Citrix preaches 'second mover advantage' over VMware
Far enough behind to succeed
VMware's greatest strength at the moment is its rich product portfolio that surrounds its core hypervisor technology. Of all the "others" out there, XenSource appeared to Citrix as the only real contender capable of matching VMware's product spread in the near term. To that end, XenSource recently rolled out Version 4.0 of its flagship software and complemented the code with management packages that meet - and in a couple of cases beat - some of VMware's similar products. Microsoft will fail to make such claims next year when it ships a revamped virtualization platform that lacks key tools such as the ability to move virtual machines around physical servers. (Both VMware and XenSource have this XMotion function.)
And, even with companies such as HP and IBM making a killing off VMware and others like Intel and Cisco investing in the company, the large hardware players want a real threat to VMware's dominance, according to Wasson.
"When you look at companies like Intel, HP and IBM, people at the highest levels of the company are heavily invested in making sure this is not a one horse race," he said.
Even though HP, IBM and Dell have all announced support for VMware's embedded ESX 3i hypervisor and none of the vendors have announced support for XenSource's comparable product, Wasson thinks it's only a matter of time before XenSource gets equal play.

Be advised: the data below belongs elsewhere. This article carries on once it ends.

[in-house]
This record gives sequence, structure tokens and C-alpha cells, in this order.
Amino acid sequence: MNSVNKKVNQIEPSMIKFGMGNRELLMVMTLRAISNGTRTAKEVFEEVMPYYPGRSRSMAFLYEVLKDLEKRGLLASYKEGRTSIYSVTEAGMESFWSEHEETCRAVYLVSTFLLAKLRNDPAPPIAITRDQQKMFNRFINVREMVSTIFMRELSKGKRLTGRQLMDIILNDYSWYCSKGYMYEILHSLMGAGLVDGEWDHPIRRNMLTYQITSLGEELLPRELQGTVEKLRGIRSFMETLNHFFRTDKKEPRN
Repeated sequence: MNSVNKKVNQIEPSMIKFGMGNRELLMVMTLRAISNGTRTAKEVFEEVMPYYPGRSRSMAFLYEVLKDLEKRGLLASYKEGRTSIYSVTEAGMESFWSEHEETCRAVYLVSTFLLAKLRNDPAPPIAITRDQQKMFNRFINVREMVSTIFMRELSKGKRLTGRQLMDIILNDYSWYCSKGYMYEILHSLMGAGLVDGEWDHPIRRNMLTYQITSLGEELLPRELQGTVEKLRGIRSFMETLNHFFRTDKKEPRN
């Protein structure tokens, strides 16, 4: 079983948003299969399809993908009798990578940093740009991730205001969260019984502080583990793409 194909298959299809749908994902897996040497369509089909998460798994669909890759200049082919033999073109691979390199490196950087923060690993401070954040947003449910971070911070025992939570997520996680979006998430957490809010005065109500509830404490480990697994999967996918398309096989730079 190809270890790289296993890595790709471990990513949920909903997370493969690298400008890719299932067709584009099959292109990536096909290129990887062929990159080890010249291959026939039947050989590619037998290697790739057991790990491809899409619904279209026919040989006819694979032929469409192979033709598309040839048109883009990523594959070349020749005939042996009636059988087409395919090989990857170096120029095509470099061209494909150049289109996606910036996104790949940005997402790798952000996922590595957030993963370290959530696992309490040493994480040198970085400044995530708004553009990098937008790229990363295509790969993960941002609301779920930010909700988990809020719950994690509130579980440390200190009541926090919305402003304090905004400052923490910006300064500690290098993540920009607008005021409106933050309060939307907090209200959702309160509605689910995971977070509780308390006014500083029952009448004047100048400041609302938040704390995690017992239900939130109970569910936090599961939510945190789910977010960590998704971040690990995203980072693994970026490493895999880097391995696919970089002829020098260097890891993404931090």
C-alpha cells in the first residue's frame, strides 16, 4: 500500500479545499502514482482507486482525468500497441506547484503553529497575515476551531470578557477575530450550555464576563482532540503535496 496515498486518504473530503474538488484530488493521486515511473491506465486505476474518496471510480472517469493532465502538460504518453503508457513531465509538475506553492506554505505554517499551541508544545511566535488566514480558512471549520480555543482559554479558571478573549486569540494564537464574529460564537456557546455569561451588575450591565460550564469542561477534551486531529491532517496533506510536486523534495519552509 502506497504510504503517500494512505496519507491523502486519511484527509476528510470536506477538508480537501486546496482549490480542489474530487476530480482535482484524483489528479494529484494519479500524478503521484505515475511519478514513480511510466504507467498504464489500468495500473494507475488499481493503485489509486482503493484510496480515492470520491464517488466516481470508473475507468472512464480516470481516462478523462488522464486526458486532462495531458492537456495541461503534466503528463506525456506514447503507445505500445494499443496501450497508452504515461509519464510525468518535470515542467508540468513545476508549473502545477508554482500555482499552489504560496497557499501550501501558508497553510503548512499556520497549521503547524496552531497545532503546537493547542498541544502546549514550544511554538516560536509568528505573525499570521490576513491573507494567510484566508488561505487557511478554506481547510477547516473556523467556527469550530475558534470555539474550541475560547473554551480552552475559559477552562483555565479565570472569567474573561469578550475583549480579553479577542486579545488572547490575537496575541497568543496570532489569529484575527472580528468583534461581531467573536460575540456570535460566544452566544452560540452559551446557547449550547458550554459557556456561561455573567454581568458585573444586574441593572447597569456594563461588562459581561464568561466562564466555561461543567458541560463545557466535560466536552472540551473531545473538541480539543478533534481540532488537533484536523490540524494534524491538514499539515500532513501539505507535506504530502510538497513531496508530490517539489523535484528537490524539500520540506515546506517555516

"You will have every major server system ship with probably both VMware and XenSource embedded," he said.
Being even more brashful, Wasson claims Citrix - thanks to XenSource - already has the more attractive story for large OEMs.
"VMware is very strong in data centers, but (the hardware vendors) see Citrix as having this broad end-to-end play," Wasson said. "VMware does not have that today and will probably have a hard time building it."
Partnering VMware to death
Wasson is also pumping the notion that Citrix has a "second mover advantage."
VMware, for example, built its own file system to support many complex virtualization tasks. Company executives that we've talked to see this file system as a major advantage. VMware has spent seven years fine-tuning the code, and can pull off some neat tricks with moving files between systems as a result.
Citrix, however, argues that customers don't want to pick up a new file system when they're used to popular code already out there on the market. That's why XenSource forged a partnership with Symantec around the Veritas file system to allow for a certain level of storage virtualization.
Why build everything from scratch if you don't have to?
"You will see many, many other partnerships in similar areas," Wasson said. "In most cases, it's what customers want to do anyway. The better way to deliver this technology is through partners."
And, of course, Citrix's biggest partner to date is Microsoft, which seems set on teaming with Citrix to clobber VMware any way it can.
The Microsoft relationship - where the two companies support and often sell each others' software - is a delicate one. You could see Redmond chumming up with Citrix until its own virtualization business starts to improve. Then, it's "so long, thanks for the memories."
In reality though, it just may be the case that Microsoft never gets this virtualization thing quite right. It's shown no indication of having the technology down so far. So, two years from now, Microsoft may be eating Citrix for, say, $12bn, making the XenSource purchase look awful cheap indeed. ®
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